A second reason was more practical. When we started, care equipment—like specialised beds or chairs—was produced by medical tech companies, meaning that it was hard to acquire and punishingly expensive.
We needed to equip carers with useful objects that were cheap, easily available globally and covered all aspects of home life. We realised that adapting IKEA products was the perfect route to do this.
What are some of your favourite hacks for a dementia-friendly home that we can find in the book?
There aren’t really “top” hacks. Dementia is a remarkably idiosyncratic disease, meaning that some people manifest certain symptoms while others do not.
The book is designed to meet this problem, by dealing with daily life in a thematic way. We talk about eating, interaction and marking time, for example.
Many have told us that they found the Poang (reclining chair) hacks useful because most people with dementia spend much of the day seated.
Others found the guide to “fidget boards”—surfaces with textures and objects to play with—helpful, as it can work to mitigate stress (another common issue).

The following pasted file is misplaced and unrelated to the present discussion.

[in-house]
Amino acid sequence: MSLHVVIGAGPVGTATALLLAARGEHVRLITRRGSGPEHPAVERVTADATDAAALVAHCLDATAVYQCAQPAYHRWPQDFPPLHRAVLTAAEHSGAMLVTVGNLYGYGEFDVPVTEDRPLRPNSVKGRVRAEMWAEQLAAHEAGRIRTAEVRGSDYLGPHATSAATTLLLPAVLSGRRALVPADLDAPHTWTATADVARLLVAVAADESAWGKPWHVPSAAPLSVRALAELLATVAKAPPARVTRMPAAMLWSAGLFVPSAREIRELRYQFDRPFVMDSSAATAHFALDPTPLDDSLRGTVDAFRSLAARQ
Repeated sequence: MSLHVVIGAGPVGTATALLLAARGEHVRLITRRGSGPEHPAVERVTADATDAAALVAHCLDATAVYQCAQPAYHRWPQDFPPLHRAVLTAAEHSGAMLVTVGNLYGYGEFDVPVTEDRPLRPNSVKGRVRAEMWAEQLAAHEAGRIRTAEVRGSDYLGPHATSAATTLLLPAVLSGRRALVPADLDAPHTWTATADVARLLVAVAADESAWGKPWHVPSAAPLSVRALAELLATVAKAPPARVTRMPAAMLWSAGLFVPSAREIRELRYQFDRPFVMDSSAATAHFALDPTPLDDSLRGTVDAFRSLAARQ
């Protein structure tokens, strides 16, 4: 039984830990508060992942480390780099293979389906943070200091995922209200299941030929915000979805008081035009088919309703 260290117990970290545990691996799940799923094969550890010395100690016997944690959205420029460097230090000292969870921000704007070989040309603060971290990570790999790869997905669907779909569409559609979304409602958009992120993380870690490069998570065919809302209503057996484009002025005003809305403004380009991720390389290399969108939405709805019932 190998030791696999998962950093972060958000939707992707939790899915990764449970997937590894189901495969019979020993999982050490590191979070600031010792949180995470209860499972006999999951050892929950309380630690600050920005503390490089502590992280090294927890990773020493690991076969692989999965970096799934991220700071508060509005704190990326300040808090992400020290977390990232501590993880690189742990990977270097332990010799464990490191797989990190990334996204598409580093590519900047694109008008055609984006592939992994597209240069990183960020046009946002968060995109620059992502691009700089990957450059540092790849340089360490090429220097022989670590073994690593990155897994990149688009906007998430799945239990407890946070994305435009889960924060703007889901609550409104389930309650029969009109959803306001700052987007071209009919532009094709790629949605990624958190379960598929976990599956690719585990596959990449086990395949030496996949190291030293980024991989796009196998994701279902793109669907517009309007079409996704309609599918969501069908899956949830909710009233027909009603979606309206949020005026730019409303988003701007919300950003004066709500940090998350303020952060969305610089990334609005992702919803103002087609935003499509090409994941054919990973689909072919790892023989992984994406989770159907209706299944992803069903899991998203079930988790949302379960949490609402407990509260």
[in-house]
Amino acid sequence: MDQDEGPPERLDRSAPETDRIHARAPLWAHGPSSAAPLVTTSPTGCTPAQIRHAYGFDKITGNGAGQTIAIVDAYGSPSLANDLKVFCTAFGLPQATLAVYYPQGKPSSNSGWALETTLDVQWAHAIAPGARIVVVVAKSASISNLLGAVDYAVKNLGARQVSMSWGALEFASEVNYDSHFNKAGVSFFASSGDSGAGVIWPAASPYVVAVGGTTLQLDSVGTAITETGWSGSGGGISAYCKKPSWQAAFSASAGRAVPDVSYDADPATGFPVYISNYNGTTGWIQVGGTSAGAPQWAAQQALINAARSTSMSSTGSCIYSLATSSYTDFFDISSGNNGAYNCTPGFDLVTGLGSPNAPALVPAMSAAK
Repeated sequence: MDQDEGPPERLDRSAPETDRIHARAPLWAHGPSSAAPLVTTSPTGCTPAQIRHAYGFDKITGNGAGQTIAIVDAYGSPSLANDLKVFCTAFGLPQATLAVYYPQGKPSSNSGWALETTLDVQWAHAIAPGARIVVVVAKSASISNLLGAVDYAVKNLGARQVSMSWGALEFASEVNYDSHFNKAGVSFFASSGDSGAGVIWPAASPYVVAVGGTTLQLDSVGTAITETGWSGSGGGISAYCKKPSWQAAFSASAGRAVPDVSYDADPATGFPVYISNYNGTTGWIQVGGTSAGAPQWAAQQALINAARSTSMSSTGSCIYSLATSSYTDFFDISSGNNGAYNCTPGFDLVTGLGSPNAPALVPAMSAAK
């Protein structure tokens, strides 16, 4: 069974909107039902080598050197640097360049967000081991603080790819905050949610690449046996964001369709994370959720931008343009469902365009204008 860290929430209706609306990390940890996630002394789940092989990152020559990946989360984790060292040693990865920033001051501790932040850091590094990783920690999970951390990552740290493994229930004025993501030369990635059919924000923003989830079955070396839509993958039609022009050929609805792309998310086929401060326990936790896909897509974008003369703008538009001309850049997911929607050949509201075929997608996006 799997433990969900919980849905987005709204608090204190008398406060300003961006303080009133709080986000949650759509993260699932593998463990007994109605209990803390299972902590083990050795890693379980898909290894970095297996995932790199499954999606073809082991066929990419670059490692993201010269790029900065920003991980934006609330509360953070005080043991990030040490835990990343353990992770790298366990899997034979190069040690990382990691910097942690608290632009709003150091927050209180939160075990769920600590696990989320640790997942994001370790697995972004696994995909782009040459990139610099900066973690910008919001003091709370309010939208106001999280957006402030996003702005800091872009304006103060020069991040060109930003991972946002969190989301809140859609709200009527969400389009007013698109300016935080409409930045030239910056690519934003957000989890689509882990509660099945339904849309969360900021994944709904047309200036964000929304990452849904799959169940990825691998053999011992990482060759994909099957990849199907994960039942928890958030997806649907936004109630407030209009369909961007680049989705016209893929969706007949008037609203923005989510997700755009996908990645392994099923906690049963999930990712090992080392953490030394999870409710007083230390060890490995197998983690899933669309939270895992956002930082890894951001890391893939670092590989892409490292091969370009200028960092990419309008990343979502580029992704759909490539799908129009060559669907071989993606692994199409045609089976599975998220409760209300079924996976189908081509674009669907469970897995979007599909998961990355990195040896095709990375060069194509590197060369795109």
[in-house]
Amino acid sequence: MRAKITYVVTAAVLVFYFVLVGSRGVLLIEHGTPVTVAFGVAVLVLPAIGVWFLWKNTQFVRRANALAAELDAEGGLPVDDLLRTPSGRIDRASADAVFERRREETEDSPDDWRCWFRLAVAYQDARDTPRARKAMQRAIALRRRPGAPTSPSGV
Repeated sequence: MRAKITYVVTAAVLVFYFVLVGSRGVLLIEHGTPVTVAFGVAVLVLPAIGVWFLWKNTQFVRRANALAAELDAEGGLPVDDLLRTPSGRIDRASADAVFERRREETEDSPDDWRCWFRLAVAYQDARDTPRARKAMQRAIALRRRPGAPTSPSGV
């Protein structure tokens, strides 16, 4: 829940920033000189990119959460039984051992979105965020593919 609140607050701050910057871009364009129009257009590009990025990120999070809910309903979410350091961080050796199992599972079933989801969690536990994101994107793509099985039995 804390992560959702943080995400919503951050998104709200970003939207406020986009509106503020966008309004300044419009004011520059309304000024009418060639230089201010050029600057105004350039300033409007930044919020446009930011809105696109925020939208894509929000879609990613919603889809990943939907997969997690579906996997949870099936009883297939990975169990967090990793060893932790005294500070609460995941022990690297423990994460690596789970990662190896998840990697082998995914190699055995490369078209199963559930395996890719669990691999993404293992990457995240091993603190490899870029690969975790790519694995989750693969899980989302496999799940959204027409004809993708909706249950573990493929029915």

Did you discover anything about living with dementia that surprised you while you were working on Hack Care?
There are many surprising aspects. Dementia really involves a total transformation in the way that people experience life. Part of the process involves what psychologists and artists call “defamiliarisation,” meaning that things we take for granted suddenly become new and strange.
We learned that many people with dementia have acute anxiety in the evening, for example, when the light changes. This is called the “dusk crisis” in dementia care. Similarly, areas of dark tone on a floor can be perceived as holes or gaps.
It is frightening, and fascinating, to imagine that we might begin to experience familiar experiences of time and space in such different and menacing ways. These are all topics that we discuss in Hack Care—in part because this is the kind of information we wished we’d had when we began our own care journey.
What are some things most homeowners and even designers don’t know about designing for people with dementia?
We feel that most designers, ourselves included, are only beginning to understand how to design for dementia. It’s not simply a matter of tricks or intel—that is, how to “solve” the problems that pop up. It’s more about making very difficult choices that affect the autonomy of a loved one.
How much do we limit their control of the environment? How do we balance more independence with the increased danger that comes with it?